Hyundai’s glass-and-steel Motorstudio Goyang is one part automotive museum, one part amusement park. Photo credit: HANS GREIMEL
SEOUL — The sprawling, city block-sized Hyundai Motorstudio Goyang is a gleaming steel-and-glass pantheon with nearly everything you need to know about Korea’s top carmaker.
Parading accomplishments from Genesis luxury vehicles to Hyundai heavy-duty trucks, the futuristic showroom is one part automotive museum, one part Disneyland. It paints a picture of the brand through high-tech interactive computer displays, wild modern art and cars, cars galore.
But one thing you won’t find much about is Hyundai’s heritage.
And there’s a simple reason for that: Hyundai is still young.
The Motorstudio is built in the same spirit of motor malls from other global giants such as Volkswagen or Toyota. Sitting on the outskirts of Seoul, it opened to the public last year. Admission costs 10,000 won ($9.32).
Hyundai blends art and engineering to tell its story. Photo credit: HANS GREIMEL
But absent is the familiar stroll down memory lane, with corporate timelines, nameplate family trees and meticulously restored vintage models — though, one of Hyundai’s halls has a few displays flaunting some of the brand’s World Rally Championship racers.
Despite its outsize stance on the global stage as an automotive powerhouse, Hyundai has little heritage to brag about yet. Hyundai Motor Co.’s history is brief. The carmaker was founded in 1967, it has scant racing history and it developed its first proprietary engine in 1991.
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By contrast, German and U.S. brands date back a century and helped invent modern motorsports, while their Japanese rivals trace their roots to before World War II.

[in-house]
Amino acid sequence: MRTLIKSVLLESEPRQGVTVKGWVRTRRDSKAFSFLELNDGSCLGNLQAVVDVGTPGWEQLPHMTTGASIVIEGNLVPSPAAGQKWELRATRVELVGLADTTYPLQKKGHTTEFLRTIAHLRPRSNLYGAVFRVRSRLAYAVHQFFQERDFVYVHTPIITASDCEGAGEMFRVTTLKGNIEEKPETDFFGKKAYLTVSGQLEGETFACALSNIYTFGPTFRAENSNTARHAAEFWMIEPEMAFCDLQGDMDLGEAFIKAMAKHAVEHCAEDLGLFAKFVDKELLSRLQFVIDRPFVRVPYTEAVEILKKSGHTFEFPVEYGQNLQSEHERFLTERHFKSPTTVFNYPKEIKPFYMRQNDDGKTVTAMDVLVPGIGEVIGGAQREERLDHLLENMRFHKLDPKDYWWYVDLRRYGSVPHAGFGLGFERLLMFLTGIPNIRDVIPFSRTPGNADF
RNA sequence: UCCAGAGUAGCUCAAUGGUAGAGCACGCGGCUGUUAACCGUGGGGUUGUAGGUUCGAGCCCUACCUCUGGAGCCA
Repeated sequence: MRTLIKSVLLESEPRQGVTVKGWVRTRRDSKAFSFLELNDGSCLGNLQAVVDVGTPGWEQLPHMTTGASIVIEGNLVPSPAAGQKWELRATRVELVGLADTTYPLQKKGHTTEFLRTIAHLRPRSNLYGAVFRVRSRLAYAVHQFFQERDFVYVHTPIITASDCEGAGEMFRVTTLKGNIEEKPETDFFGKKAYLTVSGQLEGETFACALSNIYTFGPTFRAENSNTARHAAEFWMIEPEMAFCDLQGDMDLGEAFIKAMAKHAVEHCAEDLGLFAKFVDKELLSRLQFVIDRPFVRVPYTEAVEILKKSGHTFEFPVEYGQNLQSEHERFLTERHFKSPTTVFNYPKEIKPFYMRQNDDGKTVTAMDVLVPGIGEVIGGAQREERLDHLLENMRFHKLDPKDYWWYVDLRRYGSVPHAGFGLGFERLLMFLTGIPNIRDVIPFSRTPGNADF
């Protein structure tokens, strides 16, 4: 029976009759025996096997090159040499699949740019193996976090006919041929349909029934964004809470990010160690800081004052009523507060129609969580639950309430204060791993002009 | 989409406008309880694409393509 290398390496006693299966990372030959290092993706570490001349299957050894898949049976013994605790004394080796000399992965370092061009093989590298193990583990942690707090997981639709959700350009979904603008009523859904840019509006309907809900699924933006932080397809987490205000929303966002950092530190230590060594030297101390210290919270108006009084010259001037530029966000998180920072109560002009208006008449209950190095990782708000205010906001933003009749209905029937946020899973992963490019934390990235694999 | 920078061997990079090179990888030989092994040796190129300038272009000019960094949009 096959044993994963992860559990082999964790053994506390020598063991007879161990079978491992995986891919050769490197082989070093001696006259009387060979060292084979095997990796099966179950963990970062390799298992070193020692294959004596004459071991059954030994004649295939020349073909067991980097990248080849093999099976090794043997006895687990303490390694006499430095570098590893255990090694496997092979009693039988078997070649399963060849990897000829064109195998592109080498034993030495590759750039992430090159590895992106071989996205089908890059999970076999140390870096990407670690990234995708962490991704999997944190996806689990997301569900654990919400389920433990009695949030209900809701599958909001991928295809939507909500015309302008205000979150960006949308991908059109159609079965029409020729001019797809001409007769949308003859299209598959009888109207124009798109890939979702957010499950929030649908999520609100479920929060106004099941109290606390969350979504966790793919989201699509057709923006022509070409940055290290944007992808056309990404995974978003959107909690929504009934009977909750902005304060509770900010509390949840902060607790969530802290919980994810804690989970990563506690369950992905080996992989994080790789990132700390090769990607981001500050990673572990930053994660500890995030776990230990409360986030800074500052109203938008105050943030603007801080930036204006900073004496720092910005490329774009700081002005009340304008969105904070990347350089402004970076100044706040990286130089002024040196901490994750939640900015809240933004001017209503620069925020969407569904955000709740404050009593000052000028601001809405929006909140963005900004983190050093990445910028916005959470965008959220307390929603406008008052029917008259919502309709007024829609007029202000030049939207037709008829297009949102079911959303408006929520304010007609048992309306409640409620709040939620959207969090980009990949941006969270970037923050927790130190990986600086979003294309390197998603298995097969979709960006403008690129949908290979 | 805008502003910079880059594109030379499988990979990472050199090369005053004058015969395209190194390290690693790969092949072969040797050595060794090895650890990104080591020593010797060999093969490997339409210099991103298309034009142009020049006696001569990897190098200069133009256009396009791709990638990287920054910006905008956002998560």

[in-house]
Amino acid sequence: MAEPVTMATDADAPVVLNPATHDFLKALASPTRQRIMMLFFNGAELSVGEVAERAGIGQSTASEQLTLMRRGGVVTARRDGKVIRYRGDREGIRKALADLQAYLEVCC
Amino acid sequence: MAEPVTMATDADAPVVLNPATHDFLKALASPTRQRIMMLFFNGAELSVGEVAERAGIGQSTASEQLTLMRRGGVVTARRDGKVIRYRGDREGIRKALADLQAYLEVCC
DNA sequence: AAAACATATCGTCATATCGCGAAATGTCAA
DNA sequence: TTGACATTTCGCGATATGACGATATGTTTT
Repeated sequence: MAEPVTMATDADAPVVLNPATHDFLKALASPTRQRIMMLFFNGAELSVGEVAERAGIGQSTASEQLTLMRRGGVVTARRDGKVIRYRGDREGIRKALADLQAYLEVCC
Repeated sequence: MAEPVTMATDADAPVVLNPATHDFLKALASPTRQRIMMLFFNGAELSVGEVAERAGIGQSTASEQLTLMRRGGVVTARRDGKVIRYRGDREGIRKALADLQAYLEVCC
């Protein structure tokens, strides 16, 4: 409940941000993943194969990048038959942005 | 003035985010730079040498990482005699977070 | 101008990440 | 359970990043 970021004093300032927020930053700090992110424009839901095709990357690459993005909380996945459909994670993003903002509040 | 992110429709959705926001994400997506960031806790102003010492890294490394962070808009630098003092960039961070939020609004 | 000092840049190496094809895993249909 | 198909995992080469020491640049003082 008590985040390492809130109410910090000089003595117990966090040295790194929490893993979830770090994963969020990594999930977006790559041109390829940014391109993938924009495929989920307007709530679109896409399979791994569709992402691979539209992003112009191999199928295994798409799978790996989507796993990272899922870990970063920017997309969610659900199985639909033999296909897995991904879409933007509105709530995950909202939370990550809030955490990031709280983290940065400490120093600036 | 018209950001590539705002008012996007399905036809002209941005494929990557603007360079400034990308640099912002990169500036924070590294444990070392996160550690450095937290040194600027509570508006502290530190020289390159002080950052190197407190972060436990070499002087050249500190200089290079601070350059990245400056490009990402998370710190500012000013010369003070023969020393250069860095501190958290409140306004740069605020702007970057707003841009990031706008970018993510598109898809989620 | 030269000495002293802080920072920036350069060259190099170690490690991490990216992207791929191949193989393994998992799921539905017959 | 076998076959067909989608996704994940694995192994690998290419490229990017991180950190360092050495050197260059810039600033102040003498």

One of the Motorstudio’s only nods to Hyundai’s breakneck ascent is an assortment of gift store bric-a-brac paying homage to the Pony of 1975, South Korea’s first mass produced car.
Photo credit: HANS GREIMEL
Guides called “storytellers” shepherd visitors through the steps of building a car, starting with the hands-on experience of fingering through display bins of iron ore pellets, the key raw material for steel. The journey continues with factory robots welding, painting and then assembling Hyundai cars, each inside a giant glass fishbowl.
Downstairs, other artsy exhibits explain how airbags work, simulate a crash test, allow visitors to sculpt their own virtual clay model and describe how Hyundai’s engineers find inspiration from a symphony when fine-tuning the sounds of everything from engines to windshield wipers. Engines draw from the cello, wipers from the violin. Or so Hyundai says.
There’s is also a business hook to the Hyundai Motorstudio.
Visitors inspired to buy can make reservations to test drive an assortment of vehicles, including the Ioniq EV electric compact and the Genesis G90 luxury flagship sedan.
Afterward, they can digest the drive in the Motorstudio’s restaurant or one of its two cafes.
Visitors follow building a car, from raw iron ore to final assembly. Photo credit: HANS GREIMEL
The Motorstudio’s vibe, is all about cutting-edge design, avant-garde art and next-generation technology.
Like the tech-savvy nation of South Korea, Hyundai tries to cultivate a forward-looking aura. It may be no surprise, then, that this youthful automaker spends so little time looking back.